You know, you don't really get that much pushback. I live in a place that is so obviously melting, that I haven't met a climate change denier since I moved north. It would be like saying that the sun is not out, when the sun is out. It just doesn't happen. I have very, very good support from my local medical community.

We felt like it was our job, as physicians, to be advocating and witnessing and bringing what was happening to these patients into the halls of power that we had access to.

One of the initiatives that IFMSA is launching is to ensure that climate change is part of the curriculum in medical schools everywhere by 2020. What do you say to traditionalists in medical schools who might say, “Well, that's not what we're about; we teach about healing people.”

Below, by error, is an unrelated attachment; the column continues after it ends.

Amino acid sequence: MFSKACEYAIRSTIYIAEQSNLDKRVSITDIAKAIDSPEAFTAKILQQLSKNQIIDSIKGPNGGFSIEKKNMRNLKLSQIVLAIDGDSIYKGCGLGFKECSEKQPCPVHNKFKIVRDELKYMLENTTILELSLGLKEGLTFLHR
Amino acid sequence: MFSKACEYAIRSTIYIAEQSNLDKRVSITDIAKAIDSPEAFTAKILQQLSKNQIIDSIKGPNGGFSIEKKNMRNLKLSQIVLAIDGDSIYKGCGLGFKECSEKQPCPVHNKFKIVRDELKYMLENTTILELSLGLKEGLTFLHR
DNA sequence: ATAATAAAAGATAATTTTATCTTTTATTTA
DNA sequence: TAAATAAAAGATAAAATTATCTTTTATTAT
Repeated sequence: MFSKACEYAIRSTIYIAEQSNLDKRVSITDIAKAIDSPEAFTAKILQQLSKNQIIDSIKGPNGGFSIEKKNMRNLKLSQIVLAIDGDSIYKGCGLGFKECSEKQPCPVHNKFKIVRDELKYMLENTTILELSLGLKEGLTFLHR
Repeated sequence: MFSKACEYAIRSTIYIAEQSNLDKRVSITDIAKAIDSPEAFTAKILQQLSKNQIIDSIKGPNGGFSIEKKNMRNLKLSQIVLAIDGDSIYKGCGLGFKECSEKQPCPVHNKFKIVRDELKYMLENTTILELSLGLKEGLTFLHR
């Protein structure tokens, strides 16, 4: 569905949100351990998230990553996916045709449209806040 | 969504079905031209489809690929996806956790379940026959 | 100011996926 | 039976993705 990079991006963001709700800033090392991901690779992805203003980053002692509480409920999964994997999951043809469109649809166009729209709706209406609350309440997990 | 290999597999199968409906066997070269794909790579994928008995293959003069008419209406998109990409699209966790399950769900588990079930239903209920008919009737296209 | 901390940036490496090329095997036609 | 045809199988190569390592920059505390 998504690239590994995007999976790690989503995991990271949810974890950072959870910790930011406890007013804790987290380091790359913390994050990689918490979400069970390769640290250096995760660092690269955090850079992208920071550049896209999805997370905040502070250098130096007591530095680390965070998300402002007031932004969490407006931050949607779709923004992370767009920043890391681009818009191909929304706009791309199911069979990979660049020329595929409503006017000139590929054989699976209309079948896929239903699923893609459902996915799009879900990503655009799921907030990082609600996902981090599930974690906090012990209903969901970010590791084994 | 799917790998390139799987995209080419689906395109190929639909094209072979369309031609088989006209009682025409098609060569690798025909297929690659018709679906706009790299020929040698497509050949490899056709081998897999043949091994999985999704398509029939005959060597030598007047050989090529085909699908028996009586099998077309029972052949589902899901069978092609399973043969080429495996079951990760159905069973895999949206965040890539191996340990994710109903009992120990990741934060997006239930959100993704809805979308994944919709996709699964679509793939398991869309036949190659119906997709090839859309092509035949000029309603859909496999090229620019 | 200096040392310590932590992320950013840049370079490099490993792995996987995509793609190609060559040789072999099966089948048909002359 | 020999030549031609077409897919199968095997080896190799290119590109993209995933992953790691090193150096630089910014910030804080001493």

I'm an emerg doc, and so I have to treat illness, regardless of what causes it. The only thing is we're going to be treating a lot more of it. I actually started a study on wildfires, because we had a really bad wildfire this summer in Yellowknife, and I spent one Tuesday, I remember, where every single patient I saw had an asthma exacerbation.

I lived through the summer myself, and it was really horrible, because we had to stay inside the whole time. That made me wonder what impact it was having on people's lives. We did a mixed method study.

If you're not going to be forecasting where we're going, you're going to end up having trouble, because you're going to have a mismatch between what you're prepared for and what you're facing. As a medical system, we need to prepare for that, or we're simply not going to be doing our job very well.